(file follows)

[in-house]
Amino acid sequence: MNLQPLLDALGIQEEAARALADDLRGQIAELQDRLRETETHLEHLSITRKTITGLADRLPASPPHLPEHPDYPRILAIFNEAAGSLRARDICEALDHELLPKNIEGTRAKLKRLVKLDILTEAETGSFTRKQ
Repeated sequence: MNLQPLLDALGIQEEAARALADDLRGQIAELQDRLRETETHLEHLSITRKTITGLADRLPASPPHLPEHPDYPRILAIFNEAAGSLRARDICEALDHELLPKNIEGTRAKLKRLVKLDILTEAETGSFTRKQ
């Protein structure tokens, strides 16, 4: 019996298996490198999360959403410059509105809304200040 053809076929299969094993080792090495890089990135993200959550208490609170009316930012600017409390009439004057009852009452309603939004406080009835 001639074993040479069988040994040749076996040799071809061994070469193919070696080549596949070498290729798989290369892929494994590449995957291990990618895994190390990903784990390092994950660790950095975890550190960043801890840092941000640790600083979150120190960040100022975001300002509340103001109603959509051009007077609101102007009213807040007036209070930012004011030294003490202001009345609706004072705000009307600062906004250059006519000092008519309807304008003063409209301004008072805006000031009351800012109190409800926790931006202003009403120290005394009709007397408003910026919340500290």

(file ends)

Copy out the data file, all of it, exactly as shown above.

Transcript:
[in-house]
Amino acid sequence: MNLQPLLDALGIQEEAARALADDLRGQIAELQDRLRETETHLEHLSITRKTITGLADRLPASPPHLPEHPDYPRILAIFNEAAGSLRARDICEALDHELLPKNIEGTRAKLKRLVKLDILTEAETGSFTRKQ
Repeated sequence: MNLQPLLDALGIQEEAARALADDLRGQIAELQDRLRETETHLEHLSITRKTITGLADRLPASPPHLPEHPDYPRILAIFNEAAGSLRARDICEALDHELLPKNIEGTRAKLKRLVKLDILTEAETGSFTRKQ
């Protein structure tokens, strides 16, 4: 019996298996490198999360959403410059509105809304200040 053809076929299969094993080792090495890089990135993200959550208490609170009316930012600017409390009439004057009852009452309603939004406080009835 001639074993040479069988040994040749076996040799071809061994070469193919070696080549596949070498290729798989290369892929494994590449995957291990990618895994190390990903784990390092994950660790950095975890550190960043801890840092941000640790600083979150120190960040100022975001300002509340103001109603959509051009007077609101102007009213807040007036209070930012004011030294003490202001009345609706004072705000009307600062906004250059006519000092008519309807304008003063409209301004008072805006000031009351800012109190409800926790931006202003009403120290005394009709007397408003910026919340500290």